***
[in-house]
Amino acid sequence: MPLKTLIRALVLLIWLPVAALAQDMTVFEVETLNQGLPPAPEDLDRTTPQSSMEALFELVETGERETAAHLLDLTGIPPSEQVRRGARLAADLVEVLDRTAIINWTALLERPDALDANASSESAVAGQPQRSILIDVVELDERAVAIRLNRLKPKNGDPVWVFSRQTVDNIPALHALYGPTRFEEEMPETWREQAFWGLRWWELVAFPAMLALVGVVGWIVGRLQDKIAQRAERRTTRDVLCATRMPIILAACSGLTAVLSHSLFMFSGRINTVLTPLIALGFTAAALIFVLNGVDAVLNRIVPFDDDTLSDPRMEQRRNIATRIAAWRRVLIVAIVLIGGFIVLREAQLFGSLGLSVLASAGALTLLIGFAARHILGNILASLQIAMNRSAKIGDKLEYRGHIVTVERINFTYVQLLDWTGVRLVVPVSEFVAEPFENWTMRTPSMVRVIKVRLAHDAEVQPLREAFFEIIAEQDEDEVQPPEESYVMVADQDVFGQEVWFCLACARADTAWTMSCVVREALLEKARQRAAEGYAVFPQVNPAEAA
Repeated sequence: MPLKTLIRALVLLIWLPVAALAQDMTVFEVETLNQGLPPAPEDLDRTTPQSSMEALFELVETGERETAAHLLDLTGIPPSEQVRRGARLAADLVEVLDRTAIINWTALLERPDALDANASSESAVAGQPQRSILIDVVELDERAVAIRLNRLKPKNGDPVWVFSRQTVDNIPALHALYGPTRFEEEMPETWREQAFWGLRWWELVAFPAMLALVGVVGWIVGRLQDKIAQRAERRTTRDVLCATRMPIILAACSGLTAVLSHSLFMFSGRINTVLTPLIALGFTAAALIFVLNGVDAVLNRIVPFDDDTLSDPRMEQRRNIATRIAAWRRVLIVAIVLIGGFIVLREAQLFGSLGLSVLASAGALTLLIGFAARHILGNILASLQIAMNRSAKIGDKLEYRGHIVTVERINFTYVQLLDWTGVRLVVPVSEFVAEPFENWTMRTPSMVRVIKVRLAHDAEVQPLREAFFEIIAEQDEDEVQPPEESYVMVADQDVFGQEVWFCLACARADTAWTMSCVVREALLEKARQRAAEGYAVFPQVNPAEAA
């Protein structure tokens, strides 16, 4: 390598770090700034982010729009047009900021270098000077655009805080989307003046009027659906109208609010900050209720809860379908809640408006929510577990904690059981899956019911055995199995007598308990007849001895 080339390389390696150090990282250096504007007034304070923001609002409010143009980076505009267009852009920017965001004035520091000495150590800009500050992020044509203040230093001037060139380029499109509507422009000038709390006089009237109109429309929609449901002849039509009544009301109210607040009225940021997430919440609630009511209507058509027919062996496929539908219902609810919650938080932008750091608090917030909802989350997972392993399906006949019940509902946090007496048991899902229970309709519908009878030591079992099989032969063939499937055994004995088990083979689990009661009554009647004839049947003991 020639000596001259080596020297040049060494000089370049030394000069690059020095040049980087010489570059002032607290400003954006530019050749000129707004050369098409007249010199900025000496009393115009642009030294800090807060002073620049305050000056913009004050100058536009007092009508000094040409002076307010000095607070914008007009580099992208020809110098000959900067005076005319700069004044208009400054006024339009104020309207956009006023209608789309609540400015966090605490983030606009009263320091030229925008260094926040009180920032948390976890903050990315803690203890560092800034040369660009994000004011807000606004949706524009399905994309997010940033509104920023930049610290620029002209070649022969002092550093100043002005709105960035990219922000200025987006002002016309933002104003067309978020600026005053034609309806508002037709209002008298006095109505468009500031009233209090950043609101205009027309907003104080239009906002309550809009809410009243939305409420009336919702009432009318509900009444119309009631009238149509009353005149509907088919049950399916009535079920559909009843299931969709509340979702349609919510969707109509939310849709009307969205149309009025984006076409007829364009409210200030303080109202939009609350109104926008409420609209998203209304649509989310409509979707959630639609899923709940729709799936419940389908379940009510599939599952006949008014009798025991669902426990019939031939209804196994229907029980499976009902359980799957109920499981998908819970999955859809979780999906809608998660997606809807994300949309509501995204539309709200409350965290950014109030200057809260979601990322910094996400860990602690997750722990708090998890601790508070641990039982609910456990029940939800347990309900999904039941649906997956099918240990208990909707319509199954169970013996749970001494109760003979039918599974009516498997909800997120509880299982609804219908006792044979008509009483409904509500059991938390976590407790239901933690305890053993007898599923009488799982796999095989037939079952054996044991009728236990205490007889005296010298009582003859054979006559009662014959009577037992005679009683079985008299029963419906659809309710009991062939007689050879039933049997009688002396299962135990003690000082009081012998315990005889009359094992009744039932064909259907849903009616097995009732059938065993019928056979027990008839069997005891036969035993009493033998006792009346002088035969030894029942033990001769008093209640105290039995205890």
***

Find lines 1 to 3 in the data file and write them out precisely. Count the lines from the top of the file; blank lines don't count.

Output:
[in-house]
Amino acid sequence: MPLKTLIRALVLLIWLPVAALAQDMTVFEVETLNQGLPPAPEDLDRTTPQSSMEALFELVETGERETAAHLLDLTGIPPSEQVRRGARLAADLVEVLDRTAIINWTALLERPDALDANASSESAVAGQPQRSILIDVVELDERAVAIRLNRLKPKNGDPVWVFSRQTVDNIPALHALYGPTRFEEEMPETWREQAFWGLRWWELVAFPAMLALVGVVGWIVGRLQDKIAQRAERRTTRDVLCATRMPIILAACSGLTAVLSHSLFMFSGRINTVLTPLIALGFTAAALIFVLNGVDAVLNRIVPFDDDTLSDPRMEQRRNIATRIAAWRRVLIVAIVLIGGFIVLREAQLFGSLGLSVLASAGALTLLIGFAARHILGNILASLQIAMNRSAKIGDKLEYRGHIVTVERINFTYVQLLDWTGVRLVVPVSEFVAEPFENWTMRTPSMVRVIKVRLAHDAEVQPLREAFFEIIAEQDEDEVQPPEESYVMVADQDVFGQEVWFCLACARADTAWTMSCVVREALLEKARQRAAEGYAVFPQVNPAEAA
Repeated sequence: MPLKTLIRALVLLIWLPVAALAQDMTVFEVETLNQGLPPAPEDLDRTTPQSSMEALFELVETGERETAAHLLDLTGIPPSEQVRRGARLAADLVEVLDRTAIINWTALLERPDALDANASSESAVAGQPQRSILIDVVELDERAVAIRLNRLKPKNGDPVWVFSRQTVDNIPALHALYGPTRFEEEMPETWREQAFWGLRWWELVAFPAMLALVGVVGWIVGRLQDKIAQRAERRTTRDVLCATRMPIILAACSGLTAVLSHSLFMFSGRINTVLTPLIALGFTAAALIFVLNGVDAVLNRIVPFDDDTLSDPRMEQRRNIATRIAAWRRVLIVAIVLIGGFIVLREAQLFGSLGLSVLASAGALTLLIGFAARHILGNILASLQIAMNRSAKIGDKLEYRGHIVTVERINFTYVQLLDWTGVRLVVPVSEFVAEPFENWTMRTPSMVRVIKVRLAHDAEVQPLREAFFEIIAEQDEDEVQPPEESYVMVADQDVFGQEVWFCLACARADTAWTMSCVVREALLEKARQRAAEGYAVFPQVNPAEAA